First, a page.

Skip to main content

Pictures from the July Garden

July has brought some hot, sunny days to us in central Wisconsin.  The warm, humid afternoons are doing wonders for the garden, though a little more rain would be nice!  Luckily, we have had great success collecting rain water this year to supplement our watering.  We have just been strategically place five-gallon pails around the house to catch the run-off from the roof.  We then pour these buckets of water into a large barrel, that my husband has outfitted with a spigot, next to our greenhouse.

Here is a view of our garden showing the front of our greenhouse, which is like an island in the middle:


And this is a view showing the back of the greenhouse:


This year, we interplanted our corn with the potatoes.  Our hope is that the corn will give the potatoes a little reprieve from the hot sun, while the bushy potato plants will shade the ground by the corn, helping to keep the roots moist.


We have planted French marigolds (Tagetes patula) throughout the garden, since they are a natural repellent to many garden pests.


Thyme (Thymus vulgaris) is a lovely perennial.  I planted some last year, and it has done wonderfully.  It is also helpful in repelling garden pests.  Right now, it is flowering:


Here we have our beans: black beans and the tongue-of-fire beans.  I had purchased some fresh tongue-of-fire beans from a lady at our local Farmer's Market, and thought they were just beautiful, so I dried some to plant.  I am looking forward to harvesting these red-streaked beans.


At the end of the school year, my son's fourth grade class received cabbage plants to take home.  We planted it in our garden, and it has been growing quite nicely.


Catnip (Nepeta cataria) is a wonderful herb to grow.  It is another plant that aids in discouraging garden pests, but it is also great for tea and medicinal uses.  And, of course, the cats love it (which is why we have a cage around ours).


The entire north edge of our garden will have giant sunflowers lining it:


The yellow pear tomatoes are the first of our tomato plants to bloom:


We gave the kids a spot in the garden all their own this year, which they have been loving!  Looks like the first one to harvest will be my youngest son; his peas are just about ready.


This year I have decided to grow peppermint.  This is the first time I have grown peppermint, and I am keeping in mind all the warnings I've been getting about how it will quickly take over a garden if left unchecked.


There have been some volunteers (that most would consider weeds) popping up in the garden.  We pull most of the weeds, but I allow some of them to go, like this red clover (Trifolium pratense).  Red clover tea (made from the fresh flowers) is surprisingly tasty.


I also had some white campion (Silene latifolia) pop up in my "wild patch."  This is an area that I have, for the most part, let go just to see what will pop up.  Birds really like this spot.


I've enjoyed sharing scenes from my garden.  Hope yours is growing well too!


Popular posts from this blog

Why Did My Chicken Lay That Strange Egg? {Decoding 10 Chicken Laying Issues}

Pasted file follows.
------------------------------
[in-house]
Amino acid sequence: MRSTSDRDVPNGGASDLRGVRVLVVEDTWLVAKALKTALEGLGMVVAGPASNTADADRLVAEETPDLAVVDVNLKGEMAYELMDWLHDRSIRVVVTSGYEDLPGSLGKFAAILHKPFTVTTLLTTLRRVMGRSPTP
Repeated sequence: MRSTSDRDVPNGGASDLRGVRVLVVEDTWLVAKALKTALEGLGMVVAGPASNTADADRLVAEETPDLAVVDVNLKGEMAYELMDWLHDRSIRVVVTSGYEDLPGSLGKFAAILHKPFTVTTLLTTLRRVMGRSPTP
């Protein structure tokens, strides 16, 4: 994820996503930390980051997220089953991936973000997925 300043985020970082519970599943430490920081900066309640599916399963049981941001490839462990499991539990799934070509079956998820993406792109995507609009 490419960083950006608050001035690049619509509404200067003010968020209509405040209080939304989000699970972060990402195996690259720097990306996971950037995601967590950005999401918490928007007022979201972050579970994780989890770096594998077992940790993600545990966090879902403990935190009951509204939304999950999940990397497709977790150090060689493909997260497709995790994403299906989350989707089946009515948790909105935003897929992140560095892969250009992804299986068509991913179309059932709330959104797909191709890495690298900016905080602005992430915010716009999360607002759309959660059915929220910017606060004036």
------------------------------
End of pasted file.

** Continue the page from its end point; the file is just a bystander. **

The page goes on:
What do you got?

A huge egg with two yolks in it?  A wrinkly misshapen egg?  An egg with a soft shell?  Or perhaps the all-inclusive just plain weird looking egg?

Whatever it is, I hope to help clear up some of the mystery behind:

Why Did My Chicken Lay That Strange Egg?

It's Not Weird to Have a Tub of Leftover Soap Scraps {Recyled Soap Scrap Bars Recipe}

Are you looking for ways to save money?  Who isn't nowadays?

Every little thing you do helps and the small things really do add up.  Which is why I have a somewhat creepy tub of soap scraps in my bathroom.

I admit, it seems a little weird to save soap scraps, but it wasn't always this way.  In fact, they used to have little contraptions for saving your soap scraps.

But those days are gone.  Or are they?

I think frugality is making a comeback--at least, it is around here, because I save all our soap scraps.  What do I do with them?

Recycled Soap Scrap Bars

If you are regular users of bar soap, a family of four can easily manage to get six additional bars of soap per year by saving soap scraps.  It doesn't seem like much, so I'll write it this way instead:  in ten years, that would be 60 bars of "free" soap.  There, that seems more impressive.

Soap scraps
Herbs (optional)

1.  Grate or finely chop soap scraps.  Measure the amount you end up wi…

Homemade Drain Cleaner

To avoid clogging and bad odors, sink and tub drains should be periodically cleaned.

A once a month cleaning with a non-toxic, homemade cleaner prevents needing a stronger, usually sodium hydroxide (lye) based, cleaner to remove clogs.  Sodium hydroxide is extremely caustic, and will damage the lungs if inhaled, burn skin and eyes, and can be fatal if swallowed.  In addition, the heat generated by using sodium hydroxide can soften PVC pipes, and damage old, corroded pipes.  It also changes the pH of water and can cause fish kills.

A much nicer alternative to this harsh chemical is the simple combination of baking soda and vinegar, followed with boiling water.  When baking soda and vinegar are combined, they foam and expand, cleaning the sides of your pipes and dissolving fatty acids.  The boiling water then washes it all away.  This method is a great way to use up the box of baking soda in your frig that is not longer doing a good job of deodorizing.


1 Cup baking soda
2 C…